A WEE COUNTY councillor says he has been inundated with complaints regarding unsightly weeds on the streets.

Conservative West Ward Councillor Darren Lee has slammed the local authority for cutting budgets rather than aggressive growths.

Speaking with the Advertiser, he claimed hundreds of residents got in touch with him regarding the state of roads and pavements and highlighted the Newmills and Carseview areas in Tullibody and called on Clackmannanshire Council to do more and tackle the issue.

However, the local authority says a number of factors contributed to more vegetation growing than usual, including the weather which affects the application of weed killers.

Cllr Lee said: “These complaints from locals are coming about at a time when Clackmannanshire is trying to reimagine itself and promote inward investment and tourism.

“All I would say is that first impressions count.”

While the weeds may be unpleasant to see, the representative believes the council will end up forking out even more cash when the cost of infrastructure repairs begin to rise.

“Protecting and maintaining greenspaces was something I stood for during my campaign” he added.

“This does not take huge sums of money to accomplish and I intend on pushing for a greater council commitment to tackle this problem over the work that is currently being done at the moment.’’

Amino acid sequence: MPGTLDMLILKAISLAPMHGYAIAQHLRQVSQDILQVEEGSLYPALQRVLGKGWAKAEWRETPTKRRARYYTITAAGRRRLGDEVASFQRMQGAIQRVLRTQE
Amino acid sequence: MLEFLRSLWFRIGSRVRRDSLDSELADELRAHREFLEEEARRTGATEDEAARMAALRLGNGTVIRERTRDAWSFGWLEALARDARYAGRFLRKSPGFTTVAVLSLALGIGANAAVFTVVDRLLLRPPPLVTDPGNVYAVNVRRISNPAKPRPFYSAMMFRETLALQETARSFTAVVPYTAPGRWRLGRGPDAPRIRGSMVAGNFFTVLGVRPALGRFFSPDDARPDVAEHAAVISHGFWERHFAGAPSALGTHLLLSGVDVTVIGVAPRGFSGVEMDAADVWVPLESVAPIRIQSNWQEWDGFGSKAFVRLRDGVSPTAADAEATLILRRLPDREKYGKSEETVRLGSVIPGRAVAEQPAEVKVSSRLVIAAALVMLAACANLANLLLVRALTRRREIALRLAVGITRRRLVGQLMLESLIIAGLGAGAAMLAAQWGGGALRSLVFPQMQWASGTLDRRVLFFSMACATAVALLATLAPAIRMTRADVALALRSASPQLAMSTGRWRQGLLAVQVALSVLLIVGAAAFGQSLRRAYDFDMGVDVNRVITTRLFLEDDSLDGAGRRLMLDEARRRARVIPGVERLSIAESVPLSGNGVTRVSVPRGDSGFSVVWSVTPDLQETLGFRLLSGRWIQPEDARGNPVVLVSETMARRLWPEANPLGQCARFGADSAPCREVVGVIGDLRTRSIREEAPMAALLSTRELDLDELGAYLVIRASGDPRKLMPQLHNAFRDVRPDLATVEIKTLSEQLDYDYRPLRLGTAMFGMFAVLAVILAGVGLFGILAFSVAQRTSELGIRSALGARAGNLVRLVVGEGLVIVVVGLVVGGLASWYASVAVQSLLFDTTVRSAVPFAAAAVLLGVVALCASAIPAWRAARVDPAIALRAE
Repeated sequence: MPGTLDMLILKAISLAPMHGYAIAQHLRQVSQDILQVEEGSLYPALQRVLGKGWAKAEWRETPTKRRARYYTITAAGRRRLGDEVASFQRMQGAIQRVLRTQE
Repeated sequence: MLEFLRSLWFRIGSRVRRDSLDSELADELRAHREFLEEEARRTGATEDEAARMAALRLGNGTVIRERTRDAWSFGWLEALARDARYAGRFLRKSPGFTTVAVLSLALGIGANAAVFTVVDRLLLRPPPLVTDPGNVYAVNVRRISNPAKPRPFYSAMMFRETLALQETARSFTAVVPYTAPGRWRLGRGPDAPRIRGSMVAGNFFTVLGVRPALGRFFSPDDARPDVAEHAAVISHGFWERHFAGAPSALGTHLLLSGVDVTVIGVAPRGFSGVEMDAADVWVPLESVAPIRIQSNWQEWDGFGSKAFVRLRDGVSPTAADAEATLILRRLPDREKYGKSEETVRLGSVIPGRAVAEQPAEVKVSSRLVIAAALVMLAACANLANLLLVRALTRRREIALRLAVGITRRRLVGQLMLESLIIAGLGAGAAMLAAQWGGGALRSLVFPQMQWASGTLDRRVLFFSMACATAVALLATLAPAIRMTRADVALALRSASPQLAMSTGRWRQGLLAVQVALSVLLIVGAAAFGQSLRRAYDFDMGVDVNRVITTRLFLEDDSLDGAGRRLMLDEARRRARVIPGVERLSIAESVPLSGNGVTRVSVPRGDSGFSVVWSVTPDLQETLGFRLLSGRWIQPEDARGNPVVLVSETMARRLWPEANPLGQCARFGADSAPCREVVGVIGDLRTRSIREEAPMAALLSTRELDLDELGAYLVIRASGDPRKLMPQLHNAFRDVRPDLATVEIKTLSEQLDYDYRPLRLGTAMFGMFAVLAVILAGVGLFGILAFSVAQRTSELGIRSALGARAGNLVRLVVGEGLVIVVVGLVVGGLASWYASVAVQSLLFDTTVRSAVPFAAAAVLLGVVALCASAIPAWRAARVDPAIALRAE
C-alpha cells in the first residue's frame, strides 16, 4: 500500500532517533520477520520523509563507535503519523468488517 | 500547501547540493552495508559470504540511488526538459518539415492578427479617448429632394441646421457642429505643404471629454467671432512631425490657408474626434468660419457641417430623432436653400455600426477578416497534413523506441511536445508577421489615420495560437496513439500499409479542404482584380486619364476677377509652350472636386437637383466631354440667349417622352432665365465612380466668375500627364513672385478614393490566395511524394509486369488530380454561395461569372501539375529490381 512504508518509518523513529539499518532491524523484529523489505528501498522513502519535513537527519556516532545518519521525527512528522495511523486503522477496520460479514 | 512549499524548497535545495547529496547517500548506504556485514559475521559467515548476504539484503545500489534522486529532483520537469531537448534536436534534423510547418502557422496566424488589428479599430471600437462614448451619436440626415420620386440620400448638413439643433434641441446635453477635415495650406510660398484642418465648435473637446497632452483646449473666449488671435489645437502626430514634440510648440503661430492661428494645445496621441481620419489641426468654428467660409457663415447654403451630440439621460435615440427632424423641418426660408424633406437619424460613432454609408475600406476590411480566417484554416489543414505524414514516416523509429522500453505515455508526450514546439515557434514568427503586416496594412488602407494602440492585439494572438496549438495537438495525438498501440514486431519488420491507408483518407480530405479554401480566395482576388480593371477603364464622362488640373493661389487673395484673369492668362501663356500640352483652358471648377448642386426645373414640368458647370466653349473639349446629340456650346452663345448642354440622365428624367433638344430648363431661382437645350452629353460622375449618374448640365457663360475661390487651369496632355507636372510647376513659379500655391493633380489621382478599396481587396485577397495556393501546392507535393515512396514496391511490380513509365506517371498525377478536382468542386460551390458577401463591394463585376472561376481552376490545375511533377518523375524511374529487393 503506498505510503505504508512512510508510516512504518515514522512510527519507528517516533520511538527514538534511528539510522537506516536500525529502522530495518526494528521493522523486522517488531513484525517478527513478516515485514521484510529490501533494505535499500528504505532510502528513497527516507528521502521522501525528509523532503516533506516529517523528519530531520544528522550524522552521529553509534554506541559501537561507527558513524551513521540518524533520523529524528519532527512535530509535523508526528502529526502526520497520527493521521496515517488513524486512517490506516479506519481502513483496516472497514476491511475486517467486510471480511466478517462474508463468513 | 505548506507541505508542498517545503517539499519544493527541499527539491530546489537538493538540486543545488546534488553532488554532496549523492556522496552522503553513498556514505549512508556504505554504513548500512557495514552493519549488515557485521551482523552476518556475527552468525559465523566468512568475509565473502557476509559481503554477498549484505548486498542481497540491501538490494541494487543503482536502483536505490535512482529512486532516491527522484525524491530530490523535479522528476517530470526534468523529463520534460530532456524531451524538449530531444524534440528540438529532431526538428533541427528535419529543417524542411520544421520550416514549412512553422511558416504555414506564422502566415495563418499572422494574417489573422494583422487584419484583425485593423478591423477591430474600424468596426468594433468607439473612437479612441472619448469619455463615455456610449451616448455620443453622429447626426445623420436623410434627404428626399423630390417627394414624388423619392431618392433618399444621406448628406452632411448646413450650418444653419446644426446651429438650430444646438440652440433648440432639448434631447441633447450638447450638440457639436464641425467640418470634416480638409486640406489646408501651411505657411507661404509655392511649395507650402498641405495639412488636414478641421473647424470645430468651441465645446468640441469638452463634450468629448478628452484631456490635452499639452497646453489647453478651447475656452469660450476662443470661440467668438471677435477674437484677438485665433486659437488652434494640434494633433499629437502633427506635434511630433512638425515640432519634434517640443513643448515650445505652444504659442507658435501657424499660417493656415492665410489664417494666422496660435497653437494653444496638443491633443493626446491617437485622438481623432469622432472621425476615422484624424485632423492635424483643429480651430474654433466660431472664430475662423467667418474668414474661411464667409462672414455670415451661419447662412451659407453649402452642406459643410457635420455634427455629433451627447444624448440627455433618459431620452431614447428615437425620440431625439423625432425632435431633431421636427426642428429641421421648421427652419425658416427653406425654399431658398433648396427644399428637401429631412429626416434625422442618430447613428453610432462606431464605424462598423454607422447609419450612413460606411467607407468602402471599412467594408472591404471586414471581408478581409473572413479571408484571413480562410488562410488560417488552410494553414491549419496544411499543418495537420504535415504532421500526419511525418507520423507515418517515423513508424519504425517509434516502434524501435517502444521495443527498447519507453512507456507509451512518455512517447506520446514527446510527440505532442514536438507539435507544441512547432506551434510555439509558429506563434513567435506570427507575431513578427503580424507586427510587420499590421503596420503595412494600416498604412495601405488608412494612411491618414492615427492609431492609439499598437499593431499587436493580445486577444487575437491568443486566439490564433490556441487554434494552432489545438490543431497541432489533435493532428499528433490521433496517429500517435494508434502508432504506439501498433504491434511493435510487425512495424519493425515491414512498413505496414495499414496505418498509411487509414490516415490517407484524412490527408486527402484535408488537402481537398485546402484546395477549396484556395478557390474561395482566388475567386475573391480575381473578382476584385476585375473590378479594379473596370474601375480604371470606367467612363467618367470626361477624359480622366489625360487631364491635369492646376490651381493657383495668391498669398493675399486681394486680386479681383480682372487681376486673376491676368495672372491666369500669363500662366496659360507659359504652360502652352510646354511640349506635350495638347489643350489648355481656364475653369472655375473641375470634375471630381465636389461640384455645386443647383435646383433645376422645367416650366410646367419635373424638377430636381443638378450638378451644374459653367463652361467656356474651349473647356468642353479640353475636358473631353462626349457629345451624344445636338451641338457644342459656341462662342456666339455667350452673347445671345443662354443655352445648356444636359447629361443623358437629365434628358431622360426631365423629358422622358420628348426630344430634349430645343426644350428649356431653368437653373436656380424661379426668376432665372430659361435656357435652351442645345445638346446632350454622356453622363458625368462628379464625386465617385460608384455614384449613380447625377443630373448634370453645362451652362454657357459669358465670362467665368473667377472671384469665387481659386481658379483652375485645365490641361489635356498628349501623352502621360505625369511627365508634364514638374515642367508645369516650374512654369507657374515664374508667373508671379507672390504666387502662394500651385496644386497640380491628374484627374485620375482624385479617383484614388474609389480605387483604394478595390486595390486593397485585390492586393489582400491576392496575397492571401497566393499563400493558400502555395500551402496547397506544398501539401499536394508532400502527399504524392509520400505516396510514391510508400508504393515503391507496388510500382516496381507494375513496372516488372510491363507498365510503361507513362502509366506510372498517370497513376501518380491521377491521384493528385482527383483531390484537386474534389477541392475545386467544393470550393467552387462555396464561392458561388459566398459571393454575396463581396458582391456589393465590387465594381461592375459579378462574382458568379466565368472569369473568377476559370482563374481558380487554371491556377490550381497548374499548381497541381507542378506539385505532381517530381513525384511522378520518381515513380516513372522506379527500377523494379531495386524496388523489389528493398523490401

A spokeswoman for Clackmannanshire Council said "unusual weather conditions" had caused issues with vegetation growth.

She added: "The combination of an exceptionally dry period at the start of the season, followed by heat and a lot of rain has seen vegetation grow as fast as experienced staff can remember.

“Budget changes mean we are focussing our resources on delivering essential services for those who need them most, and this year we have changed from two to one weed killer applications, with first treatment due in June.

“Weed killer needs around three hours to become rain fast, and given the wet weather during June and July, it has not been possible to get spraying done as often as required, and some areas have not yet been treated.

“At the end of the season, we will be reviewing the revised programme, and seeing if changes to timing may be required for next year."